Manila, June 13, 2017 – Office space absorption from outsourcing firms slowed down in the first three months of the year due to perceived geopolitical concerns and delays in the approval of applications for incentives. Despite this, Colliers International Philippines is optimistic that office space take up from Business Process Outsourcing (BPO) and Knowledge Process Outsourcing (KPO) firms will rebound as a number of current players have already closed major accounts while firms get a clearer view of the government’s fiscal policies.
For 1Q 2017 the BPOs and KPOs’ combined share to total office take up in Metro Manila dropped to 21% from an average of 60% to 70% in the past few years. Colliers attributes the decline to geopolitical issues that compelled existing tenants to take a wait-and-see stance on their expansion plans as well as delays in the approval of Philippine Economic Zone Authority (PEZA) applications. The drop in BPO office absorption was offset by higher space take up from traditional service-oriented companies such as consulting, accounting, and logistics firms. Office space absorption in Metro Manila was also boosted by demand from online gaming firms and government-owned and -controlled agencies. In 1Q 2017 the Philippine Charity Sweepstakes Office (PCSO) occupied an estimated 9,000 sq m of space in Export Bank Plaza.
“If this shift in market demand persists, this would result in the behavioral change in the landlord-dominated market. The landlords should be strategic in managing the issues on slower BPO demand and delayed PEZA approvals,” said Colliers Director for Office Services Dom Fredrick Andaya.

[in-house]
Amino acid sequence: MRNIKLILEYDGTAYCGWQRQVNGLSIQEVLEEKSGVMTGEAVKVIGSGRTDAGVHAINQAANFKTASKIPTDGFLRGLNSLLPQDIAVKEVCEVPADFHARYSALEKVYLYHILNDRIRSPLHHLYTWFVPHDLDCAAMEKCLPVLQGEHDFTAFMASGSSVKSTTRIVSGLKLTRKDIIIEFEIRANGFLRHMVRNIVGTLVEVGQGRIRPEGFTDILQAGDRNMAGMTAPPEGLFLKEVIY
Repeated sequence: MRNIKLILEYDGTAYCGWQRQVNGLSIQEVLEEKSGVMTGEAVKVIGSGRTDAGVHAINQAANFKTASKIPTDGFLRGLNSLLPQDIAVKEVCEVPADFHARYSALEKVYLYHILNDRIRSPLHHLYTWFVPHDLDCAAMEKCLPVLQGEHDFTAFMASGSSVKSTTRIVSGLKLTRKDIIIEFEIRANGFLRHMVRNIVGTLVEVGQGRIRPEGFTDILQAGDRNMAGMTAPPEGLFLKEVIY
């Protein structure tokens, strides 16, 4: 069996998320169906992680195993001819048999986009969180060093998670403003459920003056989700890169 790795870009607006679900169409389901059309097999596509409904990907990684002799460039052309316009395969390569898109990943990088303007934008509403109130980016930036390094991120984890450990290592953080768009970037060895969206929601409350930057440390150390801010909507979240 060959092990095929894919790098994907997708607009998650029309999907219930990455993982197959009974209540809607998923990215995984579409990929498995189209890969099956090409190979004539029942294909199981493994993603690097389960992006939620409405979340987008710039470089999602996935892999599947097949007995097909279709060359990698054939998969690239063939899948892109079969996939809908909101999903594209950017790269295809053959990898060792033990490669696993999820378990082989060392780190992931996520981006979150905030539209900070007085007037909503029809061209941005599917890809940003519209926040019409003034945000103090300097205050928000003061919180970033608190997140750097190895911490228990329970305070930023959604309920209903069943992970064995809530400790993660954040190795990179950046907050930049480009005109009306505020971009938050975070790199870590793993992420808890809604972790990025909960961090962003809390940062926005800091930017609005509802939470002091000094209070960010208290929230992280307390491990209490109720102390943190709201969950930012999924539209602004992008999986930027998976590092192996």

Given this, Andaya added that landlords should consider “making their buildings more flexible to accommodate traditional companies who require smaller cuts.”
Meanwhile, Andaya advised tenants to closely monitor buildings that are already PEZA-registered as these get taken up quickly. “Firms should consider expanding in the provinces where the government intends to spur development by offering more incentives and building key infrastructure projects,” Andaya said.
Meanwhile, office space demand in other urban areas remains relatively stable with a number of BPO and KPO companies expanding their operations outside Metro Manila. Accenture is hiring an additional 1,000 “highly-skilled” talents in Cebu while a health information management (HIM) firm will open shop in Bacolod. Colliers has observed that the provincial share in the BPO transactions increased to about 45% in the first three months of the year compared to between 20% and 30% share previously.
The Philippine economy has been expanding by an average of 6.3% per annum since 2010. This robust growth reflects not just the sustained dynamism of the BPO-led Services sector but also the expansion of other key economic sub-sectors such as construction, telecommunications, banking and finance, warehousing and logistics, and manufacturing. Companies engaged in these businesses were compelled to expand and thus occupy larger and high-quality office space. The Philippine economy is projected to grow between 6% and 7% per annum over the medium term and this should help sustain the traditional firms’ demand for office space.
Overall, Colliers remains positive that the outsourcing sector’s office space take up will rebound by the latter part of the year as a number of major BPO players in the country have reportedly secured new accounts and as the government issues more concrete directives on its fiscal policies.
However, Colliers cautioned that recent political issues such as the declaration of martial law in Mindanao and the proposed tax reform bill might thwart BPOs’ expansion plans. Andaya is optimistic that issues on security and inconsistent implementation of business policies will be resolved soon.
“Among the crucial factors in attracting foreign investments, including those from the outsourcing sector, is consistent implementation of business policies. Changing rules mid-game and limiting the fiscal perks currently enjoyed by BPO firms will stifle the sector’s expansion,” Andaya noted.
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